Extended-release naltrexone — an FDA-approved treatment for opioid use disorder — may improve treatment outcomes for HIV-positive people released from prison or jail who have a history of opioid addiction, according to a new study by Yale researchers.
Set to be published in the Journal of Acquired Immune Deficiency Syndromes on May 1, the study found that recently released prisoners and jail detainees who received extended-release naltrexone were more likely to maintain or improve their HIV viral load suppression, a measure of whether a patient is taking HIV-suppressing drugs. The research may inform treatment for opioid use disorder and HIV in and out of prison, according to professor at the School of Medicine and co-lead author Sandra Ann Springer.
“One of the biggest implications is that for prisoners and jail detainees, who have the highest rates of opioid use disorder and HIV in the country, we shouldn’t be waiting,” Springer said. “We should be offering opioid-use disorder treatment before they get released.”
The period of time right when incarcerated people leave prison is incredibly chaotic — and is associated with opioid overdose and loss of HIV care, explained Frederick Altice, professor at the medical school and co-lead author of the study. The researchers’ findings suggest that preventing opioid use disorder relapse can provide a stabilizing force that allows people to remain engaged in HIV care during the tumultuous time, he said.
In the study, incarcerated people were given either the drug or a placebo during the transition back to their communities. Following 93 people for six months each between 2010 and 2016, the researchers found that a greater proportion of the people who received extended-release naltrexone ended up getting HIV treatment as well.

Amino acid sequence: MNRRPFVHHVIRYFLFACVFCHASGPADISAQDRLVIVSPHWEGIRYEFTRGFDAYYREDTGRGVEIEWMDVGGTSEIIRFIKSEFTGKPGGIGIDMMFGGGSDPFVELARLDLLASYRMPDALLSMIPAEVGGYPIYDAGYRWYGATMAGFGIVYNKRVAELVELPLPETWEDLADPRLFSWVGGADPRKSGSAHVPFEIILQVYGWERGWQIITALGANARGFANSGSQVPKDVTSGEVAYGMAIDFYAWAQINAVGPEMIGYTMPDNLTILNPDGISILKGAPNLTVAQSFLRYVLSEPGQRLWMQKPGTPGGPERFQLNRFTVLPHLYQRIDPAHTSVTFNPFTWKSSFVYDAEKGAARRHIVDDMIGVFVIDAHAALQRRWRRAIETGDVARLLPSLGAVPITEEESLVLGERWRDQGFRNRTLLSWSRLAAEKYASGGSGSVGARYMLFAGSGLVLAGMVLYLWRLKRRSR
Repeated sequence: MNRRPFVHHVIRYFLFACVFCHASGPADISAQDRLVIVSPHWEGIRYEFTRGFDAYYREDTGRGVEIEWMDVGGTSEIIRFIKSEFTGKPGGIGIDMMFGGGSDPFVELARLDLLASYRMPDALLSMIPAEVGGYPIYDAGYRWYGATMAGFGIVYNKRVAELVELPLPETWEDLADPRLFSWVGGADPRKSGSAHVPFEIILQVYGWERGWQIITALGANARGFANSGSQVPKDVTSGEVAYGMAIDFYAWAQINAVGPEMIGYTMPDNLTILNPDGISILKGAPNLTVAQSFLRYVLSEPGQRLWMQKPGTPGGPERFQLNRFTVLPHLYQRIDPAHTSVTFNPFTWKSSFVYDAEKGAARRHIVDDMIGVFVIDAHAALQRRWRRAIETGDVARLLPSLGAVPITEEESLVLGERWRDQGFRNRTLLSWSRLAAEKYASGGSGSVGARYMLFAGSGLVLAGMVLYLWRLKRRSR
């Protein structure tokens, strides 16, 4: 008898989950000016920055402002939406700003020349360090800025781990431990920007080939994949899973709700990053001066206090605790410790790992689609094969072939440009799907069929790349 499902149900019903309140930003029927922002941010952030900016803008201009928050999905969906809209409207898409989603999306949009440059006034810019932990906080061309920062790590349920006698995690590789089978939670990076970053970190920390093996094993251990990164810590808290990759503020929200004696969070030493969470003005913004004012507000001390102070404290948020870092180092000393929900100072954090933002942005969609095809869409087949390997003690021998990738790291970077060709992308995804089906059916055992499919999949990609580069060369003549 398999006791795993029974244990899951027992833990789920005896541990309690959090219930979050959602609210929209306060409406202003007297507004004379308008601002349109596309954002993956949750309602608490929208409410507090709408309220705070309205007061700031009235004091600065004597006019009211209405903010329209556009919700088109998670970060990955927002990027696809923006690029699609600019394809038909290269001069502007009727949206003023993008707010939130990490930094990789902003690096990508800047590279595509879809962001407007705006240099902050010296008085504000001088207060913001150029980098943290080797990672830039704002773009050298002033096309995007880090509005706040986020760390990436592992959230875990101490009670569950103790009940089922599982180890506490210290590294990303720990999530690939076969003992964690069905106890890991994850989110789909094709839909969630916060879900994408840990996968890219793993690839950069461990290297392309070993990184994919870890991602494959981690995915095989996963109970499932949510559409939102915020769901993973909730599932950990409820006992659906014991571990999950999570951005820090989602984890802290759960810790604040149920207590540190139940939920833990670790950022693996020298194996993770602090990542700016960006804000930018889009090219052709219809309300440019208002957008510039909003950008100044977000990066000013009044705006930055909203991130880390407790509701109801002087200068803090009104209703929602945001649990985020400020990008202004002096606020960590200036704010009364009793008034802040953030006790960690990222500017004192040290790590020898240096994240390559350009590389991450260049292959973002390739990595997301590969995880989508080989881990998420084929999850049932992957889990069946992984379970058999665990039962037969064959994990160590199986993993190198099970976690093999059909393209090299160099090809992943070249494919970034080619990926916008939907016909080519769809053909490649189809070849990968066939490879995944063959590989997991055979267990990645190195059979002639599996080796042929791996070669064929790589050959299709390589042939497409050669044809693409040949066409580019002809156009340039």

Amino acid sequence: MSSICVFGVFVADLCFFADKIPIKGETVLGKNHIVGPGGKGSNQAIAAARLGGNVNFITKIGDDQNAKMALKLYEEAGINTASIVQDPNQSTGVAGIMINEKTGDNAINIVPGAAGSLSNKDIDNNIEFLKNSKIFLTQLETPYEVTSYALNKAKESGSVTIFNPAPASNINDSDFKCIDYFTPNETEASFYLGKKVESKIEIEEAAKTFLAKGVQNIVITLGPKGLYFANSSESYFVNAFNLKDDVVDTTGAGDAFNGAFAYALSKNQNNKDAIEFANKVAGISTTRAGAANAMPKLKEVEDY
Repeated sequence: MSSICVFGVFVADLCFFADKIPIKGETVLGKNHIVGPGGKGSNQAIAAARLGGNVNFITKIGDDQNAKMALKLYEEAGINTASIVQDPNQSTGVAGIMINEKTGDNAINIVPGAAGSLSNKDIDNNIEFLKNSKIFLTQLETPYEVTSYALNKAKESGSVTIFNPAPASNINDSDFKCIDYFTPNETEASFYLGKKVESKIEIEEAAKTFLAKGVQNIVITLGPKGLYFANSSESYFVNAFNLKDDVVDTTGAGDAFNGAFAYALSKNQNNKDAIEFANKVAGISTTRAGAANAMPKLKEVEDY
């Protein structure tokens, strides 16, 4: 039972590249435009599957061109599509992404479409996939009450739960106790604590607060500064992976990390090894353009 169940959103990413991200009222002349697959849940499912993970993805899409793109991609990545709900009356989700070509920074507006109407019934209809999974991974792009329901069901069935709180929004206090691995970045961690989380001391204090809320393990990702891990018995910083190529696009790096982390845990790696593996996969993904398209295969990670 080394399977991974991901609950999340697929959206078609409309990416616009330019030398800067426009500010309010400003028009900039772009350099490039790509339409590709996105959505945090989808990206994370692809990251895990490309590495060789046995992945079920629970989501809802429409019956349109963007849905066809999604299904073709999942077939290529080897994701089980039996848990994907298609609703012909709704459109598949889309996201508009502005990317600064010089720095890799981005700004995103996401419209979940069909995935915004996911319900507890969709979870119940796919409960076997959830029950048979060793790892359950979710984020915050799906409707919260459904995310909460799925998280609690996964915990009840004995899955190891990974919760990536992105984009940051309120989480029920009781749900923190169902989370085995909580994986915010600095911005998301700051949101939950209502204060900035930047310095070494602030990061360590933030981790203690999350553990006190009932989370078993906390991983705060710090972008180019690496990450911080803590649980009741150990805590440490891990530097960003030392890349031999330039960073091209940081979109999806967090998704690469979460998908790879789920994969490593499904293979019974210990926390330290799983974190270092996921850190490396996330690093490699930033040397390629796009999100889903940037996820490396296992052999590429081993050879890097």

“This is the first study to show in a randomized, double-blinded control trial that an FDA-approved medication used to treat opioid use disorder — naltrexone — can improve viral load suppression,” Springer said.
Previously, Springer’s lab performed a study that obtained similar results using buprenorphine, another opioid-use disorder medication. However, this research, published in PLOS One in 2012, was a nonrandomized control trial, she said.
The study authors said their findings suggest a greater need for implementation of medication-assisted treatments, such as naltrexone and buprenorphine, in prison settings.
“In this study, we are specifically talking about people who are living with HIV, but because of the opioid epidemic, we should be screening everybody [in prison] for opioid use disorder and instantly providing medication to prevent relapse,” Springer said.
Springer said the guidelines from organizations that provide HIV treatment recommendations — the Department of Health and Human Services, the World Health Organization and the International AIDS Society — should also include the use of medication to prevent opioid use as a method to maintain viral load suppression for people who also have opioid-use disorder.
Altice said that policies and funding priorities also need to change in order to implement treatment delivery in prison and to develop more effective transitional programs.
“One of the problems with implementation is that on average, going from an evidence-based intervention to actual practice takes 17 years,” Altice said. “We can’t wait 17 years and allow unnecessary consequences to happen for people because of the delay in implementation.”
Springer said she hopes to continue this research by studying other forms of medication for opioid-use disorder, such as buprenorphine and methadone and potentially investigating whether there are differences among the medications.
The researchers will soon publish a separate study about the use of the same naltrexone medication — but for HIV-positive people who have alcohol-use disorder and are coming out of prison or jail. Similar to the current study, those who received treatment for alcoholism maintained or improved their viral load suppression, Springer added.
The study was funded by a grant from the National Institute on Drug Abuse.
Amy Xiong | email@example.com